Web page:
US hotels turn travel demand into gold while airlines struggle

US hotels turn travel demand into gold while airlines struggle

A man leaves the Four Seasons Hotel, which was later clarified by President Donald Trump’s official Twitter channel as not the Four Seasons location mentioned for the legal team’s press conference, in Philadelphia, Pennsylvania, U.S. November 8, 2020. The press conference was then held at the Four Seasons Total Landscaping company in Philadelphia. REUTERS/Mark Makela

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Aug 5 (Reuters) – Staff shortages, airport chaos and higher fuel costs have caused earnings at U.S. airlines such as JetBlue Airways to fall short of analysts’ expectations, while hotel chains including Marriott International reported double-digit profit growth.

Despite cutbacks in other categories due to recession concerns, consumers eager to travel after the pandemic continue to book flights and hotels. Hotels have been able to turn this demand into increased profitability far more effectively than airlines.

David Tarsh, spokesman for travel data analytics company Forward Keys, said the problems facing airlines and airports are more difficult to solve than those in the lodging industry.

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“When it comes to hospitality labor, your shortage is probably more in less skilled workers than in the case of the aviation industry,” he said. “If you’re short of cabin crew and you’re short of airport security, you can’t just raise wages and suddenly fill those roles. People have to be trained as well.”

US airlines are struggling to offset higher costs such as fuel, even as rising travel demand has given them strong pricing power.

JetBlue Airways Corp ( JBLU.O ) reported a quarterly adjusted loss of 47 cents per share on Tuesday, compared with analysts’ forecasts for a loss of 11 cents.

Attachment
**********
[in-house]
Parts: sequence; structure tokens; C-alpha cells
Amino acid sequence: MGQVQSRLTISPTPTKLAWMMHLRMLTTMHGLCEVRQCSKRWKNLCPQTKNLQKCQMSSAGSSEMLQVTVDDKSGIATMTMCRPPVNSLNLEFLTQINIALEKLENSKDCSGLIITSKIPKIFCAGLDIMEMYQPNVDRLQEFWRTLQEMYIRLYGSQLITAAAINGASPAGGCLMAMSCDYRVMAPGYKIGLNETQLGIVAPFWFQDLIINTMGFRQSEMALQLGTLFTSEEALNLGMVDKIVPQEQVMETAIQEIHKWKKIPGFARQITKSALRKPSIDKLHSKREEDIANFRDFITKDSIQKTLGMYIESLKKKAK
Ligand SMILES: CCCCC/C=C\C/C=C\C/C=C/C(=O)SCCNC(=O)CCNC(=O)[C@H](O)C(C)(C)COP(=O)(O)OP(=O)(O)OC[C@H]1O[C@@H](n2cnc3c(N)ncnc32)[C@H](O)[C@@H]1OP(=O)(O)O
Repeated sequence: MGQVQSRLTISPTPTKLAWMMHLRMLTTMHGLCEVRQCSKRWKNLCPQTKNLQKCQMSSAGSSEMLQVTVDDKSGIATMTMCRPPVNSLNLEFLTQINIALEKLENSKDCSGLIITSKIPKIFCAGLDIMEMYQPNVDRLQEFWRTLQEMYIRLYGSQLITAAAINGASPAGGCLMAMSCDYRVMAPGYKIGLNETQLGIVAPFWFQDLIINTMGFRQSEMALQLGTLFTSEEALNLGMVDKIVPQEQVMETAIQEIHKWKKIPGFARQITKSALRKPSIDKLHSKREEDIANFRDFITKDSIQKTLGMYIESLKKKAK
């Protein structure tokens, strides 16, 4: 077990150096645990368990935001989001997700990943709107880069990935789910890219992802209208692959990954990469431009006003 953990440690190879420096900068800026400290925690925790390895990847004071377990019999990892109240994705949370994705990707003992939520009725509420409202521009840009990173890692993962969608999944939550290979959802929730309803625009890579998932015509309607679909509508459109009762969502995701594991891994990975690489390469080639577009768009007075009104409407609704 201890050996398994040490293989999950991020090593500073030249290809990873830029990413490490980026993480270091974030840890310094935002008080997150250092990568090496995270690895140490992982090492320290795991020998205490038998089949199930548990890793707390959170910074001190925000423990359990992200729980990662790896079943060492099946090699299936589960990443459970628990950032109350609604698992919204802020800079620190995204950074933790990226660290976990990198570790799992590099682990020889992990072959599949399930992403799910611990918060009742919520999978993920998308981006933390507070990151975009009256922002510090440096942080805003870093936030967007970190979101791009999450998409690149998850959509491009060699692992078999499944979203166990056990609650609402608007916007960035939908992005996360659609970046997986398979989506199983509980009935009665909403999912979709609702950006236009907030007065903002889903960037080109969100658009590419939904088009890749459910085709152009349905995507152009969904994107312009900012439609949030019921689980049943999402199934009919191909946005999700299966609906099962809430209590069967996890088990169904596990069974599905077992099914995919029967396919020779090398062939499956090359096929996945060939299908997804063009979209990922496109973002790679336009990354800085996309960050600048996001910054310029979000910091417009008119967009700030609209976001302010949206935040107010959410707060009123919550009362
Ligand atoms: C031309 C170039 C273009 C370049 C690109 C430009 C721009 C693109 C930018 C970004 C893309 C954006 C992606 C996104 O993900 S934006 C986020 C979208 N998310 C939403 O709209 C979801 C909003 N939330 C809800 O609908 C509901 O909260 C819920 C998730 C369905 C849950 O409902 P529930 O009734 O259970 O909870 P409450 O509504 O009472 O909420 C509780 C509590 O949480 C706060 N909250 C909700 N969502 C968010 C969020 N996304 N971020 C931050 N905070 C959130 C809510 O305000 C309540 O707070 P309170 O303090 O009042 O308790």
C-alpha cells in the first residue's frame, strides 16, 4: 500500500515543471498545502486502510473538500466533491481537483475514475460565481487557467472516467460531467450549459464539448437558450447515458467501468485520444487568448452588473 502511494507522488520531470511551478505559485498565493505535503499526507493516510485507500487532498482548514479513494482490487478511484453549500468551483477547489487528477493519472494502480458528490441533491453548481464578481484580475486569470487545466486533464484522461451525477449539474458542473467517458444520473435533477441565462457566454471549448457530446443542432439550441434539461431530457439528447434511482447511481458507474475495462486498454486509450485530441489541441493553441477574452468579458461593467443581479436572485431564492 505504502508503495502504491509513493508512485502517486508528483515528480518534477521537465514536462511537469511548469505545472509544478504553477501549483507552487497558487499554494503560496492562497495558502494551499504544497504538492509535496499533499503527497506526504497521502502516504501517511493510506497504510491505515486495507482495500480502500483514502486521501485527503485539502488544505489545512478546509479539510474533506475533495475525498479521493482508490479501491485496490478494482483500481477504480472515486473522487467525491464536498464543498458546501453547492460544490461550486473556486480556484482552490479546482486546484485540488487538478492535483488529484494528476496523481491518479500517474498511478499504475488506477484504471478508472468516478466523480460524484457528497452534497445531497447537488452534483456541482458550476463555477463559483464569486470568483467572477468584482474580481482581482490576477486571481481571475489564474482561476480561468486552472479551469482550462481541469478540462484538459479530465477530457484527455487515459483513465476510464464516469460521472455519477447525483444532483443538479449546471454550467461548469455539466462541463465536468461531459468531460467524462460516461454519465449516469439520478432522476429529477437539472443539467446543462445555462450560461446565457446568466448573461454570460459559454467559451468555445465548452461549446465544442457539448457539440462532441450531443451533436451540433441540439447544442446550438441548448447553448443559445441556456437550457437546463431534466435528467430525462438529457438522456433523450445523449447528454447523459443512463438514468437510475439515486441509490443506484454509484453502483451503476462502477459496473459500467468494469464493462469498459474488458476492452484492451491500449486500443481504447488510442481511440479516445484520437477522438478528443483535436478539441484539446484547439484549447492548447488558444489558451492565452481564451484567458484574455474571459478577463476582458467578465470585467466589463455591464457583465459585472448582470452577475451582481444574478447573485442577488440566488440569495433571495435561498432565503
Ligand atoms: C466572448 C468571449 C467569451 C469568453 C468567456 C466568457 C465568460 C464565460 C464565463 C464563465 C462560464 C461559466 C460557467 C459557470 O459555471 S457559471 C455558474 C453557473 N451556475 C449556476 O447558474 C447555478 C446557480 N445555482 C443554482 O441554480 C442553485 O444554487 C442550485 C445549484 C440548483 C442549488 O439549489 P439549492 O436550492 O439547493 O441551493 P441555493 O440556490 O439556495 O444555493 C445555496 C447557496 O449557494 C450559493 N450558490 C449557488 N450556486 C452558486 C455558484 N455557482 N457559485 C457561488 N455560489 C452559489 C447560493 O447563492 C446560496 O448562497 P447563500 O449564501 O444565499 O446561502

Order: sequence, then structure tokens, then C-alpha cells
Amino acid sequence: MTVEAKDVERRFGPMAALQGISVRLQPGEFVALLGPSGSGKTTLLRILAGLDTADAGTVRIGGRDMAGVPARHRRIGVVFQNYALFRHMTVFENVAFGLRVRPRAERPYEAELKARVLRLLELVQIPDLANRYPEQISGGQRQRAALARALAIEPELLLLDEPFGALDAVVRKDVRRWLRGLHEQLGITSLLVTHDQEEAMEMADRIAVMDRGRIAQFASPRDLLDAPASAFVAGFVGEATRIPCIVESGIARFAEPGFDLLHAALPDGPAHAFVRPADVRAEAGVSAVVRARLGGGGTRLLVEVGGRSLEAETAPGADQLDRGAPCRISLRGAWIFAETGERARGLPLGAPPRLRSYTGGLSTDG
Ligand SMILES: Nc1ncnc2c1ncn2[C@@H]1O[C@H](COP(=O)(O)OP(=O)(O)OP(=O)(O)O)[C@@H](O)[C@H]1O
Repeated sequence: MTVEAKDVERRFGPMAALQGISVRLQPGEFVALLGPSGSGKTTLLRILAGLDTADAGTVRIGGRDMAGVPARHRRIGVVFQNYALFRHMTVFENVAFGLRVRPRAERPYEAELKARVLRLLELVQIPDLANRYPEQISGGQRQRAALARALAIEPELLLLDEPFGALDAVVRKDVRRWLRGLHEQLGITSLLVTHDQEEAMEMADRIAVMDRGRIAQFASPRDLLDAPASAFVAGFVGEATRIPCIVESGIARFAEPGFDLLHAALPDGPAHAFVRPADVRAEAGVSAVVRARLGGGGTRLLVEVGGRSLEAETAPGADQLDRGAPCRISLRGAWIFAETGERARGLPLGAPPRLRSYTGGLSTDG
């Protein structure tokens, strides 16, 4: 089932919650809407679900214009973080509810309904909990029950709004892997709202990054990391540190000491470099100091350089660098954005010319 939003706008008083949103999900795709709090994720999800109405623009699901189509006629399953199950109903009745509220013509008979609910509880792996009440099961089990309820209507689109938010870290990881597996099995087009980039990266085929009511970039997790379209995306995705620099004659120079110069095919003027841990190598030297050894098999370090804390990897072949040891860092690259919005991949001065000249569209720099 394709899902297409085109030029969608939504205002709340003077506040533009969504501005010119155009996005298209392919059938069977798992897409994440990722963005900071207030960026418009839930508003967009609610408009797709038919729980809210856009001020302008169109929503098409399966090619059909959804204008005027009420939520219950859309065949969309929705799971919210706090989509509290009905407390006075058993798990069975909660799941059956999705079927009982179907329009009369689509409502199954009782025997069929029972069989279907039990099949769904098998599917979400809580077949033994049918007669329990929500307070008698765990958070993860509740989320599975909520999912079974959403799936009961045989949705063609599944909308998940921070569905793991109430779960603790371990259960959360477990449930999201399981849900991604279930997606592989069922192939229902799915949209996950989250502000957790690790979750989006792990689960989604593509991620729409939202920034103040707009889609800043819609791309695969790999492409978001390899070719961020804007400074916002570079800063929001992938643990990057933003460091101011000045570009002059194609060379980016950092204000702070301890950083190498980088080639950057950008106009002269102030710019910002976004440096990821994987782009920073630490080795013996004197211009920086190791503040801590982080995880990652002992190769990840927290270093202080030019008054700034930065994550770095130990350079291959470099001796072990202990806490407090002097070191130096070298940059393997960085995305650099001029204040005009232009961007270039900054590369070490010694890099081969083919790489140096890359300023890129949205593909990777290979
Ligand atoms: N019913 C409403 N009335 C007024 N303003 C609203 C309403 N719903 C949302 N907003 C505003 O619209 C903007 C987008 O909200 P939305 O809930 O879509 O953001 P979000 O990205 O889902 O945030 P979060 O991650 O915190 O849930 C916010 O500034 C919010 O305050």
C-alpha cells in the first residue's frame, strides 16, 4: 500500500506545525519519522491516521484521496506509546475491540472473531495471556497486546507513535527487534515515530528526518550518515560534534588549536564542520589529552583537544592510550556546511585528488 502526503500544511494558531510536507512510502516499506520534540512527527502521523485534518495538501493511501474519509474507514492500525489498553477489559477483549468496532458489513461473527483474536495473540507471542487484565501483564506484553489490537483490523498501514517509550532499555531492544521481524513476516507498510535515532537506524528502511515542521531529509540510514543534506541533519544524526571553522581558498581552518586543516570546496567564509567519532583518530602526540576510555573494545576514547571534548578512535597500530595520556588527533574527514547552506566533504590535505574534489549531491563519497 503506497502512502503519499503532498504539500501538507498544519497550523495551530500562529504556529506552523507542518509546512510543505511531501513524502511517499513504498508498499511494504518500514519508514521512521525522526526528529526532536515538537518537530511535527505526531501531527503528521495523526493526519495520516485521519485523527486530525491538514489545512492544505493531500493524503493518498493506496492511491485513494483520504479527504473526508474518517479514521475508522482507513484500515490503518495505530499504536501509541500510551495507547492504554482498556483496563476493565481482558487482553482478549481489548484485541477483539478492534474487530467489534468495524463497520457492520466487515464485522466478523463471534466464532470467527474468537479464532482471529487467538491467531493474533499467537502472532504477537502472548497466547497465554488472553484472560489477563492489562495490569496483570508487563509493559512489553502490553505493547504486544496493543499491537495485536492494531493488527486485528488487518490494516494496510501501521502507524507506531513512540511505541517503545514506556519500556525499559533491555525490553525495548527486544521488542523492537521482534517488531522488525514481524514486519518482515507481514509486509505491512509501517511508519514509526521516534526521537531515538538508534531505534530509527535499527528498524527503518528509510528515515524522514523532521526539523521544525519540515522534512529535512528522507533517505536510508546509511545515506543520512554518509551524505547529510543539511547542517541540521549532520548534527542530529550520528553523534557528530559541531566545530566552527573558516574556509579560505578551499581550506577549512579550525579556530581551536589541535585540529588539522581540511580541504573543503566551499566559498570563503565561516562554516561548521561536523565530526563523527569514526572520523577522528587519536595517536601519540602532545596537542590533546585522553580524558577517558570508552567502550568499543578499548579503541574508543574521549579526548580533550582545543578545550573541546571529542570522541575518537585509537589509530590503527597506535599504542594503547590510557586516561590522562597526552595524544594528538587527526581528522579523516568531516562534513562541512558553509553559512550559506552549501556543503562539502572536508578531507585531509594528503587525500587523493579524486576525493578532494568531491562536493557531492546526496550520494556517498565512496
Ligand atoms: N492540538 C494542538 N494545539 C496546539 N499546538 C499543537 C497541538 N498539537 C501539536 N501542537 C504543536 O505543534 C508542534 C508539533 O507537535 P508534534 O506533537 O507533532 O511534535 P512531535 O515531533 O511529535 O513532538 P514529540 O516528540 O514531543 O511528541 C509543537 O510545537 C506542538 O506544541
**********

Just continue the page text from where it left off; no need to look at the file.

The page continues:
United Airlines Holdings Inc ( UAL.O ), American Airlines Group Inc ( AAL.O ) and Delta Air Lines Inc last month reported quarterly results below analysts’ expectations.

Meanwhile, hotel bookings are increasing. Marriott International Inc ( MAR.O ) on Tuesday topped Wall Street estimates for quarterly revenue and profit, helped by higher occupancy levels and room rates as travelers booked more group tours and longer stays. read more

Last month, Hilton Worldwide Holdings ( HLT.N ) saw profits rise above pre-pandemic levels. On Wednesday, MGM Resorts International ( MGM.N ) reported profit that was 25% higher than in the second quarter of 2019, and said staff shortage problems appeared to be easing.

“Generally, we are in good shape. We’re not running around with our hair on fire, if you will, anymore,” MGM Resorts CEO Bill Hornbuckle said in Wednesday’s earnings call.

Host Hotels & Resorts Inc ( HST.O ), which operates hotels under the Four Seasons, Grand Hyatt and Ritz Carlton brands, reported a profit of 36 cents per share, beating analysts’ forecasts.

“We’re up in the double digits in terms of total revenue (growth) for Thanksgiving. And actually, for Christmas, we’re seeing a solid uptick as well,” Host CEO Jim Risoleo said on a call with analysts Thursday.

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Reporting by Gigi Zamora; Editing by Anna Driver and Cynthia Osterman

Our standards: Thomson Reuters Trust Principles.

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